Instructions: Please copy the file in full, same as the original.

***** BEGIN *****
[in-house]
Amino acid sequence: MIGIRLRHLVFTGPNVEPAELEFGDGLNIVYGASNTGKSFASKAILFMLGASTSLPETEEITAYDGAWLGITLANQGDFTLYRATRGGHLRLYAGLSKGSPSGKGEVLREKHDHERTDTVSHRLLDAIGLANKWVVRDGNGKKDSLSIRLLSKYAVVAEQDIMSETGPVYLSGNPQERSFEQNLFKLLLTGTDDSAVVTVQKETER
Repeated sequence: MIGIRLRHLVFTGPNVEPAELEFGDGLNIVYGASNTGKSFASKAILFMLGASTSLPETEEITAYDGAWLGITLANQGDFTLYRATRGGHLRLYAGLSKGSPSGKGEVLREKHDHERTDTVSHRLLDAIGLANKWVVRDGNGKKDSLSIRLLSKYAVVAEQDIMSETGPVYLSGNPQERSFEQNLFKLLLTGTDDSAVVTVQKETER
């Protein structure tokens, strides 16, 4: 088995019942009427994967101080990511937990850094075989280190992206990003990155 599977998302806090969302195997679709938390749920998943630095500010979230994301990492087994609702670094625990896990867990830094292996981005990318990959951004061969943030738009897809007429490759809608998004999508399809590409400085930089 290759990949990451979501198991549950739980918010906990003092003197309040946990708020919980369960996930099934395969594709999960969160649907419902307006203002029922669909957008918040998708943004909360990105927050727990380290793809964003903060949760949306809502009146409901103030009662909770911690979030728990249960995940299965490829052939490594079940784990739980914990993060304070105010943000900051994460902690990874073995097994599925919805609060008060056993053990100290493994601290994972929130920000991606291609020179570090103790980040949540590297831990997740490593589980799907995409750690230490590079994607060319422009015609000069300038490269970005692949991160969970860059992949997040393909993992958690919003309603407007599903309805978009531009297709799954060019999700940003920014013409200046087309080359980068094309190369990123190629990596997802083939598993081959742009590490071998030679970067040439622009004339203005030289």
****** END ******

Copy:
[in-house]
Amino acid sequence: MIGIRLRHLVFTGPNVEPAELEFGDGLNIVYGASNTGKSFASKAILFMLGASTSLPETEEITAYDGAWLGITLANQGDFTLYRATRGGHLRLYAGLSKGSPSGKGEVLREKHDHERTDTVSHRLLDAIGLANKWVVRDGNGKKDSLSIRLLSKYAVVAEQDIMSETGPVYLSGNPQERSFEQNLFKLLLTGTDDSAVVTVQKETER
Repeated sequence: MIGIRLRHLVFTGPNVEPAELEFGDGLNIVYGASNTGKSFASKAILFMLGASTSLPETEEITAYDGAWLGITLANQGDFTLYRATRGGHLRLYAGLSKGSPSGKGEVLREKHDHERTDTVSHRLLDAIGLANKWVVRDGNGKKDSLSIRLLSKYAVVAEQDIMSETGPVYLSGNPQERSFEQNLFKLLLTGTDDSAVVTVQKETER
């Protein structure tokens, strides 16, 4: 088995019942009427994967101080990511937990850094075989280190992206990003990155 599977998302806090969302195997679709938390749920998943630095500010979230994301990492087994609702670094625990896990867990830094292996981005990318990959951004061969943030738009897809007429490759809608998004999508399809590409400085930089 290759990949990451979501198991549950739980918010906990003092003197309040946990708020919980369960996930099934395969594709999960969160649907419902307006203002029922669909957008918040998708943004909360990105927050727990380290793809964003903060949760949306809502009146409901103030009662909770911690979030728990249960995940299965490829052939490594079940784990739980914990993060304070105010943000900051994460902690990874073995097994599925919805609060008060056993053990100290493994601290994972929130920000991606291609020179570090103790980040949540590297831990997740490593589980799907995409750690230490590079994607060319422009015609000069300038490269970005692949991160969970860059992949997040393909993992958690919003309603407007599903309805978009531009297709799954060019999700940003920014013409200046087309080359980068094309190369990123190629990596997802083939598993081959742009590490071998030679970067040439622009004339203005030289």